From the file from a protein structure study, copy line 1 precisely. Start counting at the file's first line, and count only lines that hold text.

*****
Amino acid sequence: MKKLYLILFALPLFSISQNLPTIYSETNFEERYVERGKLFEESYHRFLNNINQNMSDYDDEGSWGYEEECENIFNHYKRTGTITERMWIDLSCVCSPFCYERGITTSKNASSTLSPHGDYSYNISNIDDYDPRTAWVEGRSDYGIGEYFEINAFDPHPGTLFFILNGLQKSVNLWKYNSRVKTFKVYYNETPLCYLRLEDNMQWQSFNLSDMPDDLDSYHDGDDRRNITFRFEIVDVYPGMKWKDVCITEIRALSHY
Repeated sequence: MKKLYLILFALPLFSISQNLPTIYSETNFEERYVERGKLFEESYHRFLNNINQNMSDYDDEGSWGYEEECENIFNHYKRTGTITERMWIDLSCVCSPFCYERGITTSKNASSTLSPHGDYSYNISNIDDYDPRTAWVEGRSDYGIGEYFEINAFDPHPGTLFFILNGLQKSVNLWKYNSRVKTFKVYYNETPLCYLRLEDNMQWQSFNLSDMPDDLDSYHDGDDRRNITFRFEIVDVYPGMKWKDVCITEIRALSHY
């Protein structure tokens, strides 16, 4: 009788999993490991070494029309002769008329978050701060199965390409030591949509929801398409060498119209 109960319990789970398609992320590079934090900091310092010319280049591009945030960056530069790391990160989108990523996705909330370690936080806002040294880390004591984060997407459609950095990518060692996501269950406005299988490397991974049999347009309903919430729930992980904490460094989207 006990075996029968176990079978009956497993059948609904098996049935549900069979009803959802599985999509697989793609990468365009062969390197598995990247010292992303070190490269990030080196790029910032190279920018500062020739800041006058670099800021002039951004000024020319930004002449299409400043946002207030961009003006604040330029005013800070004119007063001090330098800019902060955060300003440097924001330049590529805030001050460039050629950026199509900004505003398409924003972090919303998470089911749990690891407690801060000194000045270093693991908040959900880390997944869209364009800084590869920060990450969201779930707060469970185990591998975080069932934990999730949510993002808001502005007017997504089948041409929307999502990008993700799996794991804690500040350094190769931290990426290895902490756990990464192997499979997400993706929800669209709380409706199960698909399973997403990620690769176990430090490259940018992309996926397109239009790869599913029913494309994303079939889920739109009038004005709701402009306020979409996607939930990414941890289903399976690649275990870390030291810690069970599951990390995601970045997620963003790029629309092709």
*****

Amino acid sequence: MKKLYLILFALPLFSISQNLPTIYSETNFEERYVERGKLFEESYHRFLNNINQNMSDYDDEGSWGYEEECENIFNHYKRTGTITERMWIDLSCVCSPFCYERGITTSKNASSTLSPHGDYSYNISNIDDYDPRTAWVEGRSDYGIGEYFEINAFDPHPGTLFFILNGLQKSVNLWKYNSRVKTFKVYYNETPLCYLRLEDNMQWQSFNLSDMPDDLDSYHDGDDRRNITFRFEIVDVYPGMKWKDVCITEIRALSHY